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ESG is unceasingly drawing the attention of international organization and governments which are intended to set sustainable best practices in terms of environmental, social and governance principles. Lately, major emphasis has been put on environmental topics: following the Paris Agreement and the UN Sustainable Development Goals (SDG) adopted in 2015, in January 2020 the EU Commission revealed its flagship initiative, the EU Green Deal, with the aim of reaching the carbon-neutrality in Europe by 2050.
The ESG trend has been further reinforced following the Covid-19 pandemic. Indeed, the EU Commission introduced temporary recovery instruments within the Next Generation EU initiative to recover the economic and social damage caused by the pandemic and make European countries better prepared for both challenges and opportunities arising from the green and digital transitions. In particular, at least the 37% of provided funds – amounting to €750 bln within the 2021-2026 budget planning – will directly benefit the European Green Deal objectives, with Italy being one of the fund’s main beneficiaries, with €235.1 bln.
Embracing the green revolution:
- Arising opportunities for banks
- Potential target clients
- Current trends in ESG offering
- ESG potential: a step further
Arising opportunities for banks
Consistently with governments purposes, it emerges that there is an increasing awareness of ESG-related topics and the need to integrate them into banks’ strategies, processes and products. Clearly, these come along with increasing costs and regulatory compliance (e.g. Guide on climate-related and environmental risks by ECB) but opportunities are worth the effort.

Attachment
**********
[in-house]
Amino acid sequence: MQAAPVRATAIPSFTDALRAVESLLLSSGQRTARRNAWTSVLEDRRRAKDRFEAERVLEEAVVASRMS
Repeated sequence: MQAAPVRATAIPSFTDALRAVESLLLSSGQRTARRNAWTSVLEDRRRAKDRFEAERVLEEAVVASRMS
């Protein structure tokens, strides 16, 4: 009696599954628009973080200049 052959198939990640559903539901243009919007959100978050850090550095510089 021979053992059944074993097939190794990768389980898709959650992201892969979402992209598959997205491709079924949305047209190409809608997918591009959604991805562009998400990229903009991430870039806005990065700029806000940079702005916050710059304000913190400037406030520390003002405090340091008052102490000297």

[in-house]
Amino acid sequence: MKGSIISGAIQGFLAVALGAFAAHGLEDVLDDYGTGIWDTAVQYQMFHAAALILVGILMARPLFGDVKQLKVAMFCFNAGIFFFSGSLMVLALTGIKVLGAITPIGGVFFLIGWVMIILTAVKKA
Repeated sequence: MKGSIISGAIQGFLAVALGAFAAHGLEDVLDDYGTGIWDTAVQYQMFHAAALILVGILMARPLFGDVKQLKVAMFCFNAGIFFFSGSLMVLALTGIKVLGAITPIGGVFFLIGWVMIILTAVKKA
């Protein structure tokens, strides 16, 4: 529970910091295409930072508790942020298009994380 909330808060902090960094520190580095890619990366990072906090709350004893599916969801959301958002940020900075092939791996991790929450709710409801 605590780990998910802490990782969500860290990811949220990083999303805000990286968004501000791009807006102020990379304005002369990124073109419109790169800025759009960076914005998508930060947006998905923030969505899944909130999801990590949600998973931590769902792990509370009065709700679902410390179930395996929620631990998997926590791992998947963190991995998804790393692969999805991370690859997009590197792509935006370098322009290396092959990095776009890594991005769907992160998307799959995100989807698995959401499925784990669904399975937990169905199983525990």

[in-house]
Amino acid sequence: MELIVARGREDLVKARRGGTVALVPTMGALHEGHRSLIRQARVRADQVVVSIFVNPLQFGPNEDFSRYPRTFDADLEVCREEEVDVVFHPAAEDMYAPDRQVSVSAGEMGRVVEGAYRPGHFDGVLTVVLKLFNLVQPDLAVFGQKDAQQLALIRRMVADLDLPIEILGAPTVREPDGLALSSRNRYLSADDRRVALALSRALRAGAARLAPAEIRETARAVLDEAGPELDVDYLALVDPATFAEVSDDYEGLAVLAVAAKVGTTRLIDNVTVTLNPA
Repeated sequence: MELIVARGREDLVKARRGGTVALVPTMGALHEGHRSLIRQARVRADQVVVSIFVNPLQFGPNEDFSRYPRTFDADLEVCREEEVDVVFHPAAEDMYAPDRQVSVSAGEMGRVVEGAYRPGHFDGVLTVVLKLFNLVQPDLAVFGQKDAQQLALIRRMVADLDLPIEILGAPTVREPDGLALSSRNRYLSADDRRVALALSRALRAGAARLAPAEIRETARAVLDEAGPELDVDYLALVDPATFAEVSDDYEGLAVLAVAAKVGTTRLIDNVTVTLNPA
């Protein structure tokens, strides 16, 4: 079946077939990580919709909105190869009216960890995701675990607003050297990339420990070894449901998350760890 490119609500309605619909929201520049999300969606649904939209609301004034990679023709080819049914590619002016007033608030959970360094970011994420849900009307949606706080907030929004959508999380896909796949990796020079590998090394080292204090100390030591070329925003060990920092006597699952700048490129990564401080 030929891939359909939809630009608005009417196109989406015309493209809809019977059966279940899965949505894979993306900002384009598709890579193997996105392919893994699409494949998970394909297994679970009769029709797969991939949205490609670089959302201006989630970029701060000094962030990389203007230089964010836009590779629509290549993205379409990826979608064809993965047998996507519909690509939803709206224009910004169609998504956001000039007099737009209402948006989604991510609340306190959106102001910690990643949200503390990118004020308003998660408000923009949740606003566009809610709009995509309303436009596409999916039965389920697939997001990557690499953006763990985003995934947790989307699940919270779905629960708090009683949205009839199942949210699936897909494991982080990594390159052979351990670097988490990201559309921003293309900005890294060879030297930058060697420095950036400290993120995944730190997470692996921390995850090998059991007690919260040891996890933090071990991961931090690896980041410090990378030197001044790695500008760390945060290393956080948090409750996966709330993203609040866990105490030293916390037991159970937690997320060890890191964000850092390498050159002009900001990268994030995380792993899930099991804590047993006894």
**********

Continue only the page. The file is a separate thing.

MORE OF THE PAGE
Conservative estimations – based on the zeb research published on the last European Banking Study – reveal that about €1,100 bln of yearly investments are needed by both European companies and private customers to fulfill the GHG targets. In order to address such investments, roughly €28 bln per year – for the next 10 years – will be added to European banks’ revenue pool with most of the revenues ascribable to financing solution, in particular corporate loans.
Given such scenario, banks can certainly play a leading role in helping customers in their “transition to green”.
In order to accurately set their ESG strategy, banks have to answer the following questions:
- Which are potential sectors/companies that will face a transition towards a greener business? How to prioritize the addressable market?
- What are the main financing needs to be satisfied? How to innovate existing offerings to fulfill the ESG needs?
Potential target clients
Being able to accurately identify the target companies or even the sector most exposed to ESG trends is be a fundamental factor to effectively understand, seizing and promptly identify the new opportunities linked to the support and financing the green transition.
Based on a zeb research, about 90% of European companies belong to the so called “transition business” cluster, namely businesses with a high potential given their need for transition towards a more sustainable model. According to the study, such cluster constitute the main addressable market for banks to exploit new opportunities in terms of volumes and margins linked to the need of new investments to reach ESG objectives.